Occupy DC Protestors Forced to Leave Freedom Plaza

Sgt. David Schlosser

Occupy activists say they will continue their struggle for economic and other rights even if they are no longer encamped in Freedom Plaza, just a few blocks away from the White House.

Clean-up Underway

The new reality for the Occupy Washington DC protestors was created when National Park police and sanitation workers donning HAZMAT suits took down tents, packed-up bedding and personal belongings into plastic bags and boxes, and quoted the numerous rules and regulations forbidding dwelling on National Park property.

Two dozen demonstrators looked on while the police and sanitation workers cleaned up; further away, on the outskirts of the plaza waited police cars, officers wearing riot gear and shields, and one armored car, just in case something went wrong.

Sign of Protest

The protestors have been camped out in Freedom Plaza since October, when about 100 people joined the greater Occupy Wall Street movement to voice their displeasure with the country’s large income gap, war, and what they describe as the corporate culture corruption of society.

"Fall back, regroup, and fight another day," said Mike Sheffer, 54, who traveled from Vermont to be part of the anti-war demonstration in Freedom Plaza that kicked off the encampment in October. "The reasons why we came here haven't changed."

The group issued a statement on Sunday after Saturday’s day-long eviction:

"This occupation is far from over. They can't evict an idea whose time has come."

Not an Eviction

The police firmly stated that the protestors still have the legal right to demonstrate in the park, as part of their constitutional right to free speech. They can have 24-hour vigils, and even use tents as part of their demonstration, as long as the tents are not their abode, emphasized US Park Police spokesman Sergeant David Schlosser.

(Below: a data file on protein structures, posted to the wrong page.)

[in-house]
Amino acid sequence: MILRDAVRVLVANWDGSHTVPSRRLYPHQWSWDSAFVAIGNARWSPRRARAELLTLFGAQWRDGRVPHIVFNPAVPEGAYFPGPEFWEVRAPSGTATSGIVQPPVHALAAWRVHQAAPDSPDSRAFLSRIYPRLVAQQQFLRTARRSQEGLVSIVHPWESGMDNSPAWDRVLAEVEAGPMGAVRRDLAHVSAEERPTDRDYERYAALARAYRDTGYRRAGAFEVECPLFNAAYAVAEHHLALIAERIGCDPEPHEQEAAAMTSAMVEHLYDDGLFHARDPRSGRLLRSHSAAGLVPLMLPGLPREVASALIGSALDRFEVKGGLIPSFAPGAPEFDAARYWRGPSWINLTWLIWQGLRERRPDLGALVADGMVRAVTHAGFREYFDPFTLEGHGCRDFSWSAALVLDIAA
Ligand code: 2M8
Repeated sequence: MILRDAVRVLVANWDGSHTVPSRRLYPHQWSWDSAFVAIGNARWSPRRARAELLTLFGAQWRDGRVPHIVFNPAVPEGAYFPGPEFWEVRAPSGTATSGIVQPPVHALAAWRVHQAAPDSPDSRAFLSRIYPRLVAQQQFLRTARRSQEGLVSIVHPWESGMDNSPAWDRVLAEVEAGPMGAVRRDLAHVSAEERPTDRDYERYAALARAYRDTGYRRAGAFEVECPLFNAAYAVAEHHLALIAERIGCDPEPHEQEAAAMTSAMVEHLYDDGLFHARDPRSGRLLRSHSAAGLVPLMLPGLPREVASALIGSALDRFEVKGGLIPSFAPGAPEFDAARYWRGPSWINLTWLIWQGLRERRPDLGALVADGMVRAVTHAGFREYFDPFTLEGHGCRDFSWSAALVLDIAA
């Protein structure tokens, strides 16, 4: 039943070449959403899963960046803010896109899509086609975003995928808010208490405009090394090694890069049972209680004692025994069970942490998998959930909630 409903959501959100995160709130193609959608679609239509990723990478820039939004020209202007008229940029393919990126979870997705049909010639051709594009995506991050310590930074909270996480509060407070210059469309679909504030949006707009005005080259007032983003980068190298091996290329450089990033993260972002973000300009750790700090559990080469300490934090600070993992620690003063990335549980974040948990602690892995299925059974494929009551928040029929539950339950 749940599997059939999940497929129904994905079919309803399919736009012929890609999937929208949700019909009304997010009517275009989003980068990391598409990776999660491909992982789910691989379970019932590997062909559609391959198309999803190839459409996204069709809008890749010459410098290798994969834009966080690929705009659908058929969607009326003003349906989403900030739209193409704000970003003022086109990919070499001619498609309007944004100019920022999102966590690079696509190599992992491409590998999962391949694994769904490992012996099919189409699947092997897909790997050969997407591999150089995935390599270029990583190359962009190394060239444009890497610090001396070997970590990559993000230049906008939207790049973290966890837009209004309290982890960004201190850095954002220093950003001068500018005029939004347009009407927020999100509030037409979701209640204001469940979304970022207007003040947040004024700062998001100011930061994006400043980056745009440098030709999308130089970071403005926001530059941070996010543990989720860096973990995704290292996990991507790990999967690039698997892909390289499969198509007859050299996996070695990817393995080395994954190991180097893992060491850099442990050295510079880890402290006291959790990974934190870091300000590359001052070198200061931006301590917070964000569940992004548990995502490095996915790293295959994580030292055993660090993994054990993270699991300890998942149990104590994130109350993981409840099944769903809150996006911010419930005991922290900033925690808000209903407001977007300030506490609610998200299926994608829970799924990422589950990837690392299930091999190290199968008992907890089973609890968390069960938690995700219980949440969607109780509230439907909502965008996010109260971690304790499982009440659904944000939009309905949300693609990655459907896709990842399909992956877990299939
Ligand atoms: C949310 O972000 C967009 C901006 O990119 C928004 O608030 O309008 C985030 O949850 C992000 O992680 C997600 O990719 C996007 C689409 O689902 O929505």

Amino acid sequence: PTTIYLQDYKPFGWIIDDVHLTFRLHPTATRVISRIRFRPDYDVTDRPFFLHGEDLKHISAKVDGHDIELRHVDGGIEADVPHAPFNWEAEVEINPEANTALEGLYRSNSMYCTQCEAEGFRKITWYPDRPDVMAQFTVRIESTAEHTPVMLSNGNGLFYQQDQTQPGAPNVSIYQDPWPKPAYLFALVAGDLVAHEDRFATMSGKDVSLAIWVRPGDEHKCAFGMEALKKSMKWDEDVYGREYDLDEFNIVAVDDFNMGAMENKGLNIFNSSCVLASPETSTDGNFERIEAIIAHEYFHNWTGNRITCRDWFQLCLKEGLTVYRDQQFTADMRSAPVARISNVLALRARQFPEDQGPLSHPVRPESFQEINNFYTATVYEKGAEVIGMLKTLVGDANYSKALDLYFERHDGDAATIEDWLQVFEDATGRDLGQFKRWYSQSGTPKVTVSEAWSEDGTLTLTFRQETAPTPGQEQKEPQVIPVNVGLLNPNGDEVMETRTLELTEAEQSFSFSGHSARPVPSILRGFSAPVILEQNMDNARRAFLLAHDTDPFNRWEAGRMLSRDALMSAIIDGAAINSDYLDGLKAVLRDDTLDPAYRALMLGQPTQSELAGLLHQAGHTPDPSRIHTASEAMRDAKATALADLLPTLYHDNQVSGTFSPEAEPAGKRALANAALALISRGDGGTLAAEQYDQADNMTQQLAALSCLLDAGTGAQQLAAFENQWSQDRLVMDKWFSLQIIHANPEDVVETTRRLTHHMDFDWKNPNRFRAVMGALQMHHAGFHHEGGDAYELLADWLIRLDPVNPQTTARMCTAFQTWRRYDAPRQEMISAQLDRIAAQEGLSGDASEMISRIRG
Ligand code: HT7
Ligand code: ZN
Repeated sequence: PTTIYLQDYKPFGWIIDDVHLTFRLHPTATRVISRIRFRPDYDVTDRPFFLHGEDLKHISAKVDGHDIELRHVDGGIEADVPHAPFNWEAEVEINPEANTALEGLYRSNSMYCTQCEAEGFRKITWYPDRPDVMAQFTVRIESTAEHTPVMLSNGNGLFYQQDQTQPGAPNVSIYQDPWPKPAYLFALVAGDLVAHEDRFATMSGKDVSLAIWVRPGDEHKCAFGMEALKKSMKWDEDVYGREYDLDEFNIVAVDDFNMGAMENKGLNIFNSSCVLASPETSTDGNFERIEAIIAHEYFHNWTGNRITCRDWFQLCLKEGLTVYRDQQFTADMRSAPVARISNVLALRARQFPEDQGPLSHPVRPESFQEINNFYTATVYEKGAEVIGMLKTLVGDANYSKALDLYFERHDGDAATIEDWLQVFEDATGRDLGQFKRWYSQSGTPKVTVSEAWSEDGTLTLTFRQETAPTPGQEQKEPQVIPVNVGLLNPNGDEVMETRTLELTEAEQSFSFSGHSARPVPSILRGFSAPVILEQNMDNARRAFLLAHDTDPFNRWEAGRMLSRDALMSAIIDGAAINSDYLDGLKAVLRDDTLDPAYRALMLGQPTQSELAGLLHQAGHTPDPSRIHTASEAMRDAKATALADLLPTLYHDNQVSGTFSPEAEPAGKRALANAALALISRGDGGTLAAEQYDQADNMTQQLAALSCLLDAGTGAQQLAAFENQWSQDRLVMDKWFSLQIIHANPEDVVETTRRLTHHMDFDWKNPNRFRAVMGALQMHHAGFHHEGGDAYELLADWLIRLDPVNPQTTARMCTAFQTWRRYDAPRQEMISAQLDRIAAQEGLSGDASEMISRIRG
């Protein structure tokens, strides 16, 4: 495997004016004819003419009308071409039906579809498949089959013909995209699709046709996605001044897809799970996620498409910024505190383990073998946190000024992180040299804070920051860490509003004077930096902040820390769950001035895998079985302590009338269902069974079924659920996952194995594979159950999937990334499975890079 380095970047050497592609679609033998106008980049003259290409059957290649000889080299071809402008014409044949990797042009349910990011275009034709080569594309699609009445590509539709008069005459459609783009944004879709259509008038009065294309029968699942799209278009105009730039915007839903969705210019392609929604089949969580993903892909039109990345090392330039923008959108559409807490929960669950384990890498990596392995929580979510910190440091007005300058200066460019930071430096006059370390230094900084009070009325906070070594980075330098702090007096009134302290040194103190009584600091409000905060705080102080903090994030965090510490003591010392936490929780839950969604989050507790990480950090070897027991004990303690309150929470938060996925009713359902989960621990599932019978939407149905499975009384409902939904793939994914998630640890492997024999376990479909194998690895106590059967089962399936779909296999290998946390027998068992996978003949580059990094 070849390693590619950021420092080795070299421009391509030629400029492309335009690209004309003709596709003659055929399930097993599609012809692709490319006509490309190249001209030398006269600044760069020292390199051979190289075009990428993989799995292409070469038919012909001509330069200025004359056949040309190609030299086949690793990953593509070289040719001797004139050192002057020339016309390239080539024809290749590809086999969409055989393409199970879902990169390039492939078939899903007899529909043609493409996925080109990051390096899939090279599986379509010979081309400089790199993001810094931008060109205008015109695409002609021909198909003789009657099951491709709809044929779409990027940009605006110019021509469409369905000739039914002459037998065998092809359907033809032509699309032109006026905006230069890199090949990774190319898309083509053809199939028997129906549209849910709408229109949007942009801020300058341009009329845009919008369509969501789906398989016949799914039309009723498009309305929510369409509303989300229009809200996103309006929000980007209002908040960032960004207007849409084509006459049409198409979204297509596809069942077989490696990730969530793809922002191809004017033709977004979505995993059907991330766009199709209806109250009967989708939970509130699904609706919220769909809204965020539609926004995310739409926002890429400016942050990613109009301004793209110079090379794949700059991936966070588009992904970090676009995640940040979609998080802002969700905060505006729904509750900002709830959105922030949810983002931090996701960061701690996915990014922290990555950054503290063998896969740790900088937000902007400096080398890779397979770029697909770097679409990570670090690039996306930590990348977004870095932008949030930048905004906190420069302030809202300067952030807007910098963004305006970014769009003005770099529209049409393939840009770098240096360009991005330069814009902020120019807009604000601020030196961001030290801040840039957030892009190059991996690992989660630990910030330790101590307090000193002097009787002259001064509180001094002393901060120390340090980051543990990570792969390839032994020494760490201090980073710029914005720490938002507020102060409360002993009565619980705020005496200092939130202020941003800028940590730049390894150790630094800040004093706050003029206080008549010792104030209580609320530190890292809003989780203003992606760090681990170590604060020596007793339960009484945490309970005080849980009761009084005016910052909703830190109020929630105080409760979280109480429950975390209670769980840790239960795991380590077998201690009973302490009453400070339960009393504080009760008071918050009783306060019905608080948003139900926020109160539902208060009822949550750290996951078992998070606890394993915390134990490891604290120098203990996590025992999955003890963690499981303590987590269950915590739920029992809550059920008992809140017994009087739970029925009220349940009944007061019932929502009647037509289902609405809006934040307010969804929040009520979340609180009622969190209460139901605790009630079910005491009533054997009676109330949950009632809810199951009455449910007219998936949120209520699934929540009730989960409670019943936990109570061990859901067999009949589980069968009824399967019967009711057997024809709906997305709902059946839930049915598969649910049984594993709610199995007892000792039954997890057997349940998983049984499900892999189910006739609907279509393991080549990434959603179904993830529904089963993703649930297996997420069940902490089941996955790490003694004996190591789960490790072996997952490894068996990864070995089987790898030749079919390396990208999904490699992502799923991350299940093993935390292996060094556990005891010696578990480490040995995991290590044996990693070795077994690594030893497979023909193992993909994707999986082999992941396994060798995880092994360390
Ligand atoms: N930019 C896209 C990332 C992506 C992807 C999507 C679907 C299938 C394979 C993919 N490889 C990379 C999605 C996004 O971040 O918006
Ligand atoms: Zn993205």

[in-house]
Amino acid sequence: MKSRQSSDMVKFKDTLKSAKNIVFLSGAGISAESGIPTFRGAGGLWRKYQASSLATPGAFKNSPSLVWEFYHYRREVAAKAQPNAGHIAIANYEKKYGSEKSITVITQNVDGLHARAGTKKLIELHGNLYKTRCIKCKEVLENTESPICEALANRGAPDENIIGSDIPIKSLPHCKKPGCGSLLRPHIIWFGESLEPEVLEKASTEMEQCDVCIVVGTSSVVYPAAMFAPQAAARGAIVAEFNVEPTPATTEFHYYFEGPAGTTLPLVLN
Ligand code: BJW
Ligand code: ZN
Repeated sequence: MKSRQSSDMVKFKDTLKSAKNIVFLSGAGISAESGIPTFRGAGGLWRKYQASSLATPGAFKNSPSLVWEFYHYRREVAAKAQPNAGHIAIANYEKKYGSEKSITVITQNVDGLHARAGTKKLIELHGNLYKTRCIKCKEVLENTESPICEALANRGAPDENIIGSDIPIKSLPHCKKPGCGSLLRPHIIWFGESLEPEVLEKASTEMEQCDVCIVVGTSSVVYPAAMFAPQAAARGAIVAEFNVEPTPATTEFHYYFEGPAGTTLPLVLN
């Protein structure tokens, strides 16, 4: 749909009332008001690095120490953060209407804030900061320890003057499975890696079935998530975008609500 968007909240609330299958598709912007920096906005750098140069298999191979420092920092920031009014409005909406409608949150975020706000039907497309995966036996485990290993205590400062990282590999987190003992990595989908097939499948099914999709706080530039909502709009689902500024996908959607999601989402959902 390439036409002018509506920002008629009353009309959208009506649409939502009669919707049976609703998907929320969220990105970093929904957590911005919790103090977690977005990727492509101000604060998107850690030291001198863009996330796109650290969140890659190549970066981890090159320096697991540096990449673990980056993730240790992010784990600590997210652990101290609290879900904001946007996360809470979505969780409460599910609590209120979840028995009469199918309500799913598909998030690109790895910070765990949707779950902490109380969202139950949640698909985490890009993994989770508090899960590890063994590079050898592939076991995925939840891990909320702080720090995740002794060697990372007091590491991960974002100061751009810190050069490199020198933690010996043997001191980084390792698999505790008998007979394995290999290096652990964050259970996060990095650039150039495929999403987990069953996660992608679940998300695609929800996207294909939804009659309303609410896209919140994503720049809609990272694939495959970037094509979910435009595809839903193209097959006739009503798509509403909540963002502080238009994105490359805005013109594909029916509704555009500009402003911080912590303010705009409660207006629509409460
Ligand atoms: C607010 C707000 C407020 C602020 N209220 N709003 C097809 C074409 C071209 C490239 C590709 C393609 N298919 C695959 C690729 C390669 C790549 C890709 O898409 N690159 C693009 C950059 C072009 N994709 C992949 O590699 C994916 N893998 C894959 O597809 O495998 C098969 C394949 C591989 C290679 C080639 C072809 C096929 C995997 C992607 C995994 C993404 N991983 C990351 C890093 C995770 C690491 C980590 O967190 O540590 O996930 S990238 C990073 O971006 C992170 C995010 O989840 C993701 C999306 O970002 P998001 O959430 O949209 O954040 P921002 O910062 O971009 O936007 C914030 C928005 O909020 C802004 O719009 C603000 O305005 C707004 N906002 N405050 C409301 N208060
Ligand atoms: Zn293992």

"This is absolutely not an eviction," he said. "This is strictly a compliance issue."

Alyssa Anderson

Alyssa Anderson has been involved in the world of business on several levels for many years. She was the CEO of a start-up high-tech company until its purchase by a global on-line e-business. Alyssa helped formulate marketing strategies for several other companies as an independent consultant, and she has advised local government on methods to achieve appropriate fiscal responsibility. Her opinions are well known through her many editorials which have been published throughout her career in a variety of local and national print media. She has been heard on radio discussing current issues affecting the business community and Alyssa hopes to bring her special brand of commonsense coupled with uncanny insight into her editorial responsibilities as the Business Page editor for Left Justified. Contact Alyssa at alyssa(at)leftjustified.com.

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